When using the Discreet Validator, the relevant information about the signature is extracted from the document and only that information is transmitted for signature verification – without the possibility of inferring anything about the content of the document. The document does not have to be uploaded as a whole and does not leave the user's infrastructure.
This functionality was developed because there were security concerns on the part of notaries and lawyers, as well as on the part of the authorities involved in electronic legal transactions, that the uploading of documents with confidential content or sensitive content under data protection law to an external system could violate professional or official secrecy.
How does the Discreet Validator work and what components does it consist of?
The Discreet Validator consists of a web service of the Validator, a Java library, and a command line interface (CLI) application built on the Java library. The Java library with the CLI application is referred to below as the discreet validation client. The client must be integrated in a web application, a specialist application, or a local application so that discreet validation can be used.
The client for discreet validation locally calculates the cryptographic hash value of the document to be validated, extracts all electronic signatures contained in the document, and performs a local pre-validation. If the local pre-validation is positive, the client transmits the hash value and all signatures to the web service of the central Validator [www.validator.ch], where they are checked for validity. The web service then returns the validation result and the validation report to the calling program. The document itself always remains local.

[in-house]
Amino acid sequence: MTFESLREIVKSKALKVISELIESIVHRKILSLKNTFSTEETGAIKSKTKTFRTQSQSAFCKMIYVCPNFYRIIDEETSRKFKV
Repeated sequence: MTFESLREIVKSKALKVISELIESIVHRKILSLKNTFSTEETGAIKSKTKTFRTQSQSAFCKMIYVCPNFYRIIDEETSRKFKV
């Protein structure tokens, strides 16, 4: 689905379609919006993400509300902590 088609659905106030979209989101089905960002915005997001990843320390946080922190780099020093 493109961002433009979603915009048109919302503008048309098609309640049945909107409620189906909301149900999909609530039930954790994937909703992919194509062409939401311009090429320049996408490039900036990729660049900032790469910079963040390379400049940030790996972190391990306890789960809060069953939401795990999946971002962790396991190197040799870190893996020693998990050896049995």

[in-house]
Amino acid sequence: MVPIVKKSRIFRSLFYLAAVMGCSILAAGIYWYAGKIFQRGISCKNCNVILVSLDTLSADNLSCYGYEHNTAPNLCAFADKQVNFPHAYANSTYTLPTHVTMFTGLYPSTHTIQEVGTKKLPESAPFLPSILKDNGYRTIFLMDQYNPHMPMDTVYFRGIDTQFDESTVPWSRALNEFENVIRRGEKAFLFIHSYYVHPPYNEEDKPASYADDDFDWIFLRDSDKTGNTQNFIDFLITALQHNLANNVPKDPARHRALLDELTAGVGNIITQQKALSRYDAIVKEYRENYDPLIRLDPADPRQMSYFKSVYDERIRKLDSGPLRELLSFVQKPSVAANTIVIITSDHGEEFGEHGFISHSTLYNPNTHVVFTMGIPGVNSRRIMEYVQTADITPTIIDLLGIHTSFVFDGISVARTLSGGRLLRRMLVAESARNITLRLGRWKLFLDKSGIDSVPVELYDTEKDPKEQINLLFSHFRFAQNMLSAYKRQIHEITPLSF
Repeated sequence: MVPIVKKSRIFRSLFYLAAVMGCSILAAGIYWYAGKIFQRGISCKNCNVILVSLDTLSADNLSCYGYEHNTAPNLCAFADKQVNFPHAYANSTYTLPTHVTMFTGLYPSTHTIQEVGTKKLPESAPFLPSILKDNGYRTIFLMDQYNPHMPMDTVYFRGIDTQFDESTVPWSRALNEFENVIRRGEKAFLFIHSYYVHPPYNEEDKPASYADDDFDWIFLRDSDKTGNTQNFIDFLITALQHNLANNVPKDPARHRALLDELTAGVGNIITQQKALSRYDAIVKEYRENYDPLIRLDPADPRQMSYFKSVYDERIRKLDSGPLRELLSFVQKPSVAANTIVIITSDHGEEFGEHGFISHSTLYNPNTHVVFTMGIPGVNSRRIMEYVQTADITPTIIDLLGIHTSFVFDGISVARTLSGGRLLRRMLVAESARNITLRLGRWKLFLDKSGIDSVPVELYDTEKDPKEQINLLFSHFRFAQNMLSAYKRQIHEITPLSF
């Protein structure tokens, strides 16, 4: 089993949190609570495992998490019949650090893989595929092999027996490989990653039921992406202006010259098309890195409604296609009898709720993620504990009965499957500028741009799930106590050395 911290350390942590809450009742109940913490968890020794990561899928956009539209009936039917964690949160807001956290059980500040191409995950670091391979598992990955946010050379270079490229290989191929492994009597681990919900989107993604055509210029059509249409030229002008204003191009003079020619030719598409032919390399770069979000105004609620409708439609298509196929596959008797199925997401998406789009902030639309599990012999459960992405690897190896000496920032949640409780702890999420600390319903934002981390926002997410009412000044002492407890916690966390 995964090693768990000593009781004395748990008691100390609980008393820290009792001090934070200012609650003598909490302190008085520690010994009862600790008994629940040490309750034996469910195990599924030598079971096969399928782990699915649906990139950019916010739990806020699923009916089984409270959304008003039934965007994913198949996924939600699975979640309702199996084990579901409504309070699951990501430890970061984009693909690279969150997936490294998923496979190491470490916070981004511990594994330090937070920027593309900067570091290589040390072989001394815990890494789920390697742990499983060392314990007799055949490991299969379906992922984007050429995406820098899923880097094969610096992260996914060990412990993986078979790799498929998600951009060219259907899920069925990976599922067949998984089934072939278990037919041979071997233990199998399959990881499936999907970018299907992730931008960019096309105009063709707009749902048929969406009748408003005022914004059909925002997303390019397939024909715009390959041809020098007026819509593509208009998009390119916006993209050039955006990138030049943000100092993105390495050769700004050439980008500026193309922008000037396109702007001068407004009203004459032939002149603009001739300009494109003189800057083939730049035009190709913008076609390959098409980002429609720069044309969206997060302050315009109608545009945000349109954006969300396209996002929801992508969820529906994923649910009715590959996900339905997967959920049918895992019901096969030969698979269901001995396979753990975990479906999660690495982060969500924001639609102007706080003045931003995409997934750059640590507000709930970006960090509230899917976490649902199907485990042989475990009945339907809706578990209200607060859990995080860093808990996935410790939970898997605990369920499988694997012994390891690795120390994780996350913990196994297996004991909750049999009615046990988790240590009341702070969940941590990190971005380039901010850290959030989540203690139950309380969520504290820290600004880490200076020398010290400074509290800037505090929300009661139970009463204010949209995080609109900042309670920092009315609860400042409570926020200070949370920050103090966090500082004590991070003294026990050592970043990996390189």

Who is allowed to use the Web Validator and the Discreet Validator?
The Web Validator may be used by anyone free of charge. Cantons and communes pay only for the creation of special types of documents.
The Discreet Validator may be used by authorities at all three levels of government as well as by the delivery platforms recognised by the federal government. For this purpose, the office stipulated in a service-level agreement (the FOITT for the Federal Administration and eOperations Switzerland for cantons (and communes) grants them the necessary access rights as well as the programs that they can integrate into their web or specialist applications. Authorities can also create their specific document types on the Validator and store the associated regulated seals (or the certificates or certificate chains used for that purpose) on the Validator as well.
For electronic public documents, the Federal Office of Justice established a legal basis for the Validator in Art. 19 of the Ordinance of 8 December 2017 on the Establishment of Electronic Public Documents and Electronic Certifications (EPAO, SR 211.435.1) along with an obligation of the federal government to operate the Validator on a permanent basis.